Discrete choice experiment is a tool that can quantify preferences well. It has been applied more and more frequently in health care, and modern people are paying more and more attention to health status and pursuing better life quality, which provides a good opportunity for the development of DCE in health care. The application of DCE in health care should be strengthened in the future.
Data Availability Statement
The original contributions generated for the study are included in the article/supplementary material, further inquiries can be directed to the corresponding author/s.
YW: designing this study and writing initial draft and revision. ZhangW and ZhaoW: reviewing the literature and analyzing. XL: making figures and tables. XP: rechecking the manuscript and putting forward suggestions for amendment. SW: revising language and content. All authors contributed to the article and approved the submitted version.
This study was supported by Research and Innovation Project of Tianjin University of Traditional Chinese Medicine in 2020 with Grant No. YJSKC-20201037 and National Natural Science Foundation of China with Grant No. KZ1614.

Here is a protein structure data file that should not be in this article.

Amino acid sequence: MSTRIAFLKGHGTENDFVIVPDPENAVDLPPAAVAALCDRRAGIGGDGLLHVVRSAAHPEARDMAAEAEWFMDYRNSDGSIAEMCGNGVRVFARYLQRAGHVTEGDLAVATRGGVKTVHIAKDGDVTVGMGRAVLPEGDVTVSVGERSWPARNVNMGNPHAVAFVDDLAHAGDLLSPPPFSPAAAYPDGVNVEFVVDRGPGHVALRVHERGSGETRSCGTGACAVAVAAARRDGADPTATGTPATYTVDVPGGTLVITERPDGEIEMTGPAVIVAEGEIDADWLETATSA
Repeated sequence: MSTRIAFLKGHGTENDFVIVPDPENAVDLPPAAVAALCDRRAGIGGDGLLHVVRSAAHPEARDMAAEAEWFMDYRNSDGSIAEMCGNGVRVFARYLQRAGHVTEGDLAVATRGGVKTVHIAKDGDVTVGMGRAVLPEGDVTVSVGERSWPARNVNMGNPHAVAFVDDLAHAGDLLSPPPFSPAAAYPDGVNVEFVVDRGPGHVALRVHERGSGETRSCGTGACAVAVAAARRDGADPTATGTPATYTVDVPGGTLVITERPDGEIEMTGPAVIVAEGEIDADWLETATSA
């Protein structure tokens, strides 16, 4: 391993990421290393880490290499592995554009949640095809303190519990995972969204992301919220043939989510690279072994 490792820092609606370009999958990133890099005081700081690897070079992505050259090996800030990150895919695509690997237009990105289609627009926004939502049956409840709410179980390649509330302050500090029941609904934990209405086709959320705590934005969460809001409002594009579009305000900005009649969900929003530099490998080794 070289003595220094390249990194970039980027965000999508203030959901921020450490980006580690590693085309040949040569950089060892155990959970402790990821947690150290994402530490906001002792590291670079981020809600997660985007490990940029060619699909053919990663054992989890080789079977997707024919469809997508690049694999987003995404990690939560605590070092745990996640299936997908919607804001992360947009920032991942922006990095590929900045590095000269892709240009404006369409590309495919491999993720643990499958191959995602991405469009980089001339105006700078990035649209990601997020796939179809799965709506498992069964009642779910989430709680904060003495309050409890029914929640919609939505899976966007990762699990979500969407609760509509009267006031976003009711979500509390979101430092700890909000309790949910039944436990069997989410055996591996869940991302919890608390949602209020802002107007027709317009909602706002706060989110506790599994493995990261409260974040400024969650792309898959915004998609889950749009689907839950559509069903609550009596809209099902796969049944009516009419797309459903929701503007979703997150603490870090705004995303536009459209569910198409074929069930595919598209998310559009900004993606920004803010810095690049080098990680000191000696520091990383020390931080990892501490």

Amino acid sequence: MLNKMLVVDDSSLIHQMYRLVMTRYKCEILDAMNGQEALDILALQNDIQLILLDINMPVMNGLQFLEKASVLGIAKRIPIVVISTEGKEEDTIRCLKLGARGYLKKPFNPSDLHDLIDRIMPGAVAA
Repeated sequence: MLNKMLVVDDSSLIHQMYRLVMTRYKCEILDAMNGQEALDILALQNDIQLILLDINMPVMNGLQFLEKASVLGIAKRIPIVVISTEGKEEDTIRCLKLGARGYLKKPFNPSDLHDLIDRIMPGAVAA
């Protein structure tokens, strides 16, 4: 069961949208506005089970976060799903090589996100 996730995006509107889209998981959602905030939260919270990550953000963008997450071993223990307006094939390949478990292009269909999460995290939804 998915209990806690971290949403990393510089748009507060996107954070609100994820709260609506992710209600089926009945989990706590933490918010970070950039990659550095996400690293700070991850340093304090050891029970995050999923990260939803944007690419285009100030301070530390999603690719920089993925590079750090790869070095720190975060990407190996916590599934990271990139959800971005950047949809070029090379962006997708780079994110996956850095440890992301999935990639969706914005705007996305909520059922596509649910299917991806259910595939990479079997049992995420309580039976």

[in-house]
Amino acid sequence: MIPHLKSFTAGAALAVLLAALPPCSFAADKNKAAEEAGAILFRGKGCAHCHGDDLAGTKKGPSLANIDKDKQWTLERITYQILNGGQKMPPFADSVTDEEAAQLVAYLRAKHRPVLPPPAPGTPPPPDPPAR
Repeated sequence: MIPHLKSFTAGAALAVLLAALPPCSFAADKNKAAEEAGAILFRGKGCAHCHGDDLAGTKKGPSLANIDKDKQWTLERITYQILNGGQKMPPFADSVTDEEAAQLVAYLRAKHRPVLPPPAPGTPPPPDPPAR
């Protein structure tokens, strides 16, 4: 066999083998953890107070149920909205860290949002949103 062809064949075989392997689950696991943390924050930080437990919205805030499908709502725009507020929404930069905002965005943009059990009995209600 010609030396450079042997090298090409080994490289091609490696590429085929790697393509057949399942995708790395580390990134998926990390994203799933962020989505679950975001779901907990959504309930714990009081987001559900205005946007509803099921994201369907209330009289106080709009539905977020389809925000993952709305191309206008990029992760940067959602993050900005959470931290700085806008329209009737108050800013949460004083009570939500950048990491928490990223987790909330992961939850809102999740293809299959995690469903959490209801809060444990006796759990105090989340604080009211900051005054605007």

Conflict of Interest
The authors declare that the research was conducted in the absence of any commercial or financial relationships that could be construed as a potential conflict of interest.
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Keywords: discrete choice experiment, conjoint analysis, health care, survival, bibliometric analysis
Citation: Wang Y, Wang Z, Wang Z, Li X, Pang X and Wang S (2021) Application of Discrete Choice Experiment in Health Care: A Bibliometric Analysis. Front. Public Health 9:673698. doi: 10.3389/fpubh.2021.673698
Received: 28 February 2021; Accepted: 23 April 2021;
Published: 04 June 2021.
Edited by:Sandra C. Buttigieg, University of Malta, Malta
Reviewed by:Guvenc Kockaya, ECONiX Research, Analysis and Consultancy Plc., Turkey
Georgi Iskrov, Plovdiv Medical University, Bulgaria
Copyright © 2021 Wang, Wang, Wang, Li, Pang and Wang. This is an open-access article distributed under the terms of the Creative Commons Attribution License (CC BY). The use, distribution or reproduction in other forums is permitted, provided the original author(s) and the copyright owner(s) are credited and that the original publication in this journal is cited, in accordance with accepted academic practice. No use, distribution or reproduction is permitted which does not comply with these terms.